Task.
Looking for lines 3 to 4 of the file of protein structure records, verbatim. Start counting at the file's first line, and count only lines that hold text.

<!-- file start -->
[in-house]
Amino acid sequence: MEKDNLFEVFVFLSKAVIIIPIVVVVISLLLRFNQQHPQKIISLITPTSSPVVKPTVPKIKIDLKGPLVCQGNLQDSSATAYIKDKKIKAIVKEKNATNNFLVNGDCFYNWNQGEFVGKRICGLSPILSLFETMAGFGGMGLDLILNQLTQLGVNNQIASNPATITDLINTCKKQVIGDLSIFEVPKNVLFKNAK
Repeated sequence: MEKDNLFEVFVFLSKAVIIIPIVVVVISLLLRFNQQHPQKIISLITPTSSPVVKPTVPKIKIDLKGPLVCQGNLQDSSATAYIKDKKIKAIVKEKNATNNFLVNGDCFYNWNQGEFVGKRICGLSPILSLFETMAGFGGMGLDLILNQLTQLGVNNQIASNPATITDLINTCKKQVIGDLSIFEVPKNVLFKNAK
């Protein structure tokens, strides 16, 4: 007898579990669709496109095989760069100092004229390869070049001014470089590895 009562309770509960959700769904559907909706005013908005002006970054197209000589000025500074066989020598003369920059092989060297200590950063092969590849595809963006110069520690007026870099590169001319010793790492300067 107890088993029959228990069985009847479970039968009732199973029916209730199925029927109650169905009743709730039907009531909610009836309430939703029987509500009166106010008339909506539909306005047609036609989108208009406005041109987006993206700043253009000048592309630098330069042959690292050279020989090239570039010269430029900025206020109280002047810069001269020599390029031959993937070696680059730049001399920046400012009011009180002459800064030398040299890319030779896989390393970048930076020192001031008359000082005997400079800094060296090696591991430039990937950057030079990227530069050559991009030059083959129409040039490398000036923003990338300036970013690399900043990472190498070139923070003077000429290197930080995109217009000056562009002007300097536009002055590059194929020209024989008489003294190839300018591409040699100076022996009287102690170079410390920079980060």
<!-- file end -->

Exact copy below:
Repeated sequence: MEKDNLFEVFVFLSKAVIIIPIVVVVISLLLRFNQQHPQKIISLITPTSSPVVKPTVPKIKIDLKGPLVCQGNLQDSSATAYIKDKKIKAIVKEKNATNNFLVNGDCFYNWNQGEFVGKRICGLSPILSLFETMAGFGGMGLDLILNQLTQLGVNNQIASNPATITDLINTCKKQVIGDLSIFEVPKNVLFKNAK
């Protein structure tokens, strides 16, 4: 007898579990669709496109095989760069100092004229390869070049001014470089590895 009562309770509960959700769904559907909706005013908005002006970054197209000589000025500074066989020598003369920059092989060297200590950063092969590849595809963006110069520690007026870099590169001319010793790492300067 107890088993029959228990069985009847479970039968009732199973029916209730199925029927109650169905009743709730039907009531909610009836309430939703029987509500009166106010008339909506539909306005047609036609989108208009406005041109987006993206700043253009000048592309630098330069042959690292050279020989090239570039010269430029900025206020109280002047810069001269020599390029031959993937070696680059730049001399920046400012009011009180002459800064030398040299890319030779896989390393970048930076020192001031008359000082005997400079800094060296090696591991430039990937950057030079990227530069050559991009030059083959129409040039490398000036923003990338300036970013690399900043990472190498070139923070003077000429290197930080995109217009000056562009002007300097536009002055590059194929020209024989008489003294190839300018591409040699100076022996009287102690170079410390920079980060």